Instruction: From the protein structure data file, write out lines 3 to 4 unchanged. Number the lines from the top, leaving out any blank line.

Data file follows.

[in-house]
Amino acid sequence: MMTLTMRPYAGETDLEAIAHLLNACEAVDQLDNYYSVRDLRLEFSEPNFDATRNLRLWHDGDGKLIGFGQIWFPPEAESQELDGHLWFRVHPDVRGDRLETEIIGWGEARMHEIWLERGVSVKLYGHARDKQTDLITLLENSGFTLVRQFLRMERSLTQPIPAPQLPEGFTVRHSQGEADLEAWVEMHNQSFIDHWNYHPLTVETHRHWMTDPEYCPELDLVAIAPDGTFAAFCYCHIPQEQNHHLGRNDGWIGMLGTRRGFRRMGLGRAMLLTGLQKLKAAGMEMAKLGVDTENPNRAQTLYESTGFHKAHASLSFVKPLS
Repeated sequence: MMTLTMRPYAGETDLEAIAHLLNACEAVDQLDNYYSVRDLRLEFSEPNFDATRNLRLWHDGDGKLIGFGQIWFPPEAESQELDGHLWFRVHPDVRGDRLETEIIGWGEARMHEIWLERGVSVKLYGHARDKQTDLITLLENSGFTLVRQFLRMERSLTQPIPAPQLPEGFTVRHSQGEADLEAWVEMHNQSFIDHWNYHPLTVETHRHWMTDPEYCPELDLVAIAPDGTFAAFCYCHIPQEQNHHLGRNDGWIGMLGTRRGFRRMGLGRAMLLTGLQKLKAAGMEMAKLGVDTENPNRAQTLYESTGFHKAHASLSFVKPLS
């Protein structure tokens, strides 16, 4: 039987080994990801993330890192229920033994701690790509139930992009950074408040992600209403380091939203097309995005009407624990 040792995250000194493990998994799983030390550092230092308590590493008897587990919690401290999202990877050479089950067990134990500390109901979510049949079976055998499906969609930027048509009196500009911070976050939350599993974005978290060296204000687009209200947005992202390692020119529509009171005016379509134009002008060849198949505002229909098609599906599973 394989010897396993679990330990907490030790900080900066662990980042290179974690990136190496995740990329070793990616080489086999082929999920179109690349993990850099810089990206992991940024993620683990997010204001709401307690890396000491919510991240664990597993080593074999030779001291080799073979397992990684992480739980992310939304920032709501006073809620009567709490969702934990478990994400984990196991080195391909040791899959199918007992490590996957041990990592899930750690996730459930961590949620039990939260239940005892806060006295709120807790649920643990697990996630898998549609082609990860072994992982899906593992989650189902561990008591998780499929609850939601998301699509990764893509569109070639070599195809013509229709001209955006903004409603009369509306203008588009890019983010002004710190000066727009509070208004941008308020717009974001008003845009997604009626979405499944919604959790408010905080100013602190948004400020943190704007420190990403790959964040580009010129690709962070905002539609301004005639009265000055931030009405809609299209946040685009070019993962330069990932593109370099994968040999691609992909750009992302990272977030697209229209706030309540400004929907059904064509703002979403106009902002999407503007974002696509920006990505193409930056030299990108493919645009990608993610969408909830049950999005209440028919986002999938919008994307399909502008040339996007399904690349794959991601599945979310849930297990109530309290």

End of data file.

Repeated sequence: MMTLTMRPYAGETDLEAIAHLLNACEAVDQLDNYYSVRDLRLEFSEPNFDATRNLRLWHDGDGKLIGFGQIWFPPEAESQELDGHLWFRVHPDVRGDRLETEIIGWGEARMHEIWLERGVSVKLYGHARDKQTDLITLLENSGFTLVRQFLRMERSLTQPIPAPQLPEGFTVRHSQGEADLEAWVEMHNQSFIDHWNYHPLTVETHRHWMTDPEYCPELDLVAIAPDGTFAAFCYCHIPQEQNHHLGRNDGWIGMLGTRRGFRRMGLGRAMLLTGLQKLKAAGMEMAKLGVDTENPNRAQTLYESTGFHKAHASLSFVKPLS
């Protein structure tokens, strides 16, 4: 039987080994990801993330890192229920033994701690790509139930992009950074408040992600209403380091939203097309995005009407624990 040792995250000194493990998994799983030390550092230092308590590493008897587990919690401290999202990877050479089950067990134990500390109901979510049949079976055998499906969609930027048509009196500009911070976050939350599993974005978290060296204000687009209200947005992202390692020119529509009171005016379509134009002008060849198949505002229909098609599906599973 394989010897396993679990330990907490030790900080900066662990980042290179974690990136190496995740990329070793990616080489086999082929999920179109690349993990850099810089990206992991940024993620683990997010204001709401307690890396000491919510991240664990597993080593074999030779001291080799073979397992990684992480739980992310939304920032709501006073809620009567709490969702934990478990994400984990196991080195391909040791899959199918007992490590996957041990990592899930750690996730459930961590949620039990939260239940005892806060006295709120807790649920643990697990996630898998549609082609990860072994992982899906593992989650189902561990008591998780499929609850939601998301699509990764893509569109070639070599195809013509229709001209955006903004409603009369509306203008588009890019983010002004710190000066727009509070208004941008308020717009974001008003845009997604009626979405499944919604959790408010905080100013602190948004400020943190704007420190990403790959964040580009010129690709962070905002539609301004005639009265000055931030009405809609299209946040685009070019993962330069990932593109370099994968040999691609992909750009992302990272977030697209229209706030309540400004929907059904064509703002979403106009902002999407503007974002696509920006990505193409930056030299990108493919645009990608993610969408909830049950999005209440028919986002999938919008994307399909502008040339996007399904690349794959991601599945979310849930297990109530309290």